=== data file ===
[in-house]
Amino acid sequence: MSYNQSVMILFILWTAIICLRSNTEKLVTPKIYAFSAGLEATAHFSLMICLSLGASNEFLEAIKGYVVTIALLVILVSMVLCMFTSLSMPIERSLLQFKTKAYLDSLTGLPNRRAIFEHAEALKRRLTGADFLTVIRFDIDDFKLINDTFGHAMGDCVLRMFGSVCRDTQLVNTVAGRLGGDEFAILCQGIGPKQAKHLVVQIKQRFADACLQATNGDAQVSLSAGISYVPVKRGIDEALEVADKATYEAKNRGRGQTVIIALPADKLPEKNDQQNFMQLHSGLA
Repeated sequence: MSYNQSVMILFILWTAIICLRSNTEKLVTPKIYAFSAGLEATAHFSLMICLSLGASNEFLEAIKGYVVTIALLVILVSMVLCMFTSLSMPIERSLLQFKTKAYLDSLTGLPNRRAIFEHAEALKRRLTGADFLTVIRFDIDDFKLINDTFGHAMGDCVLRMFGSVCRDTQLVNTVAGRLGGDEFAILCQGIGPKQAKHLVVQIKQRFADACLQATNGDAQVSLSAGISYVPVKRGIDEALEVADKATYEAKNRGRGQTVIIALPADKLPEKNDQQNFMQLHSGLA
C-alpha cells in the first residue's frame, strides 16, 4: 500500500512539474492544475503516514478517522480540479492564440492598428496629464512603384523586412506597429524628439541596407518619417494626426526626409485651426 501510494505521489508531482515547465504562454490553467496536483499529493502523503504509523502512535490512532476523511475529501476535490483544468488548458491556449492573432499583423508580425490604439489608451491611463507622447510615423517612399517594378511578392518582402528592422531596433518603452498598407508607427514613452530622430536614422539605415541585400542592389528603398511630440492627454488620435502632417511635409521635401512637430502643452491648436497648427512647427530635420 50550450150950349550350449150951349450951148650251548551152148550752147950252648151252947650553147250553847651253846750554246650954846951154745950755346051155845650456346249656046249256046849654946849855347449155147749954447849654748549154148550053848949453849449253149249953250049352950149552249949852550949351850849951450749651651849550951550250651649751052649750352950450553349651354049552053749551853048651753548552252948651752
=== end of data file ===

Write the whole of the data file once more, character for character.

[in-house]
Amino acid sequence: MSYNQSVMILFILWTAIICLRSNTEKLVTPKIYAFSAGLEATAHFSLMICLSLGASNEFLEAIKGYVVTIALLVILVSMVLCMFTSLSMPIERSLLQFKTKAYLDSLTGLPNRRAIFEHAEALKRRLTGADFLTVIRFDIDDFKLINDTFGHAMGDCVLRMFGSVCRDTQLVNTVAGRLGGDEFAILCQGIGPKQAKHLVVQIKQRFADACLQATNGDAQVSLSAGISYVPVKRGIDEALEVADKATYEAKNRGRGQTVIIALPADKLPEKNDQQNFMQLHSGLA
Repeated sequence: MSYNQSVMILFILWTAIICLRSNTEKLVTPKIYAFSAGLEATAHFSLMICLSLGASNEFLEAIKGYVVTIALLVILVSMVLCMFTSLSMPIERSLLQFKTKAYLDSLTGLPNRRAIFEHAEALKRRLTGADFLTVIRFDIDDFKLINDTFGHAMGDCVLRMFGSVCRDTQLVNTVAGRLGGDEFAILCQGIGPKQAKHLVVQIKQRFADACLQATNGDAQVSLSAGISYVPVKRGIDEALEVADKATYEAKNRGRGQTVIIALPADKLPEKNDQQNFMQLHSGLA
C-alpha cells in the first residue's frame, strides 16, 4: 500500500512539474492544475503516514478517522480540479492564440492598428496629464512603384523586412506597429524628439541596407518619417494626426526626409485651426 501510494505521489508531482515547465504562454490553467496536483499529493502523503504509523502512535490512532476523511475529501476535490483544468488548458491556449492573432499583423508580425490604439489608451491611463507622447510615423517612399517594378511578392518582402528592422531596433518603452498598407508607427514613452530622430536614422539605415541585400542592389528603398511630440492627454488620435502632417511635409521635401512637430502643452491648436497648427512647427530635420 50550450150950349550350449150951349450951148650251548551152148550752147950252648151252947650553147250553847651253846750554246650954846951154745950755346051155845650456346249656046249256046849654946849855347449155147749954447849654748549154148550053848949453849449253149249953250049352950149552249949852550949351850849951450749651651849550951550250651649751052649750352950450553349651354049552053749551853048651753548552252948651752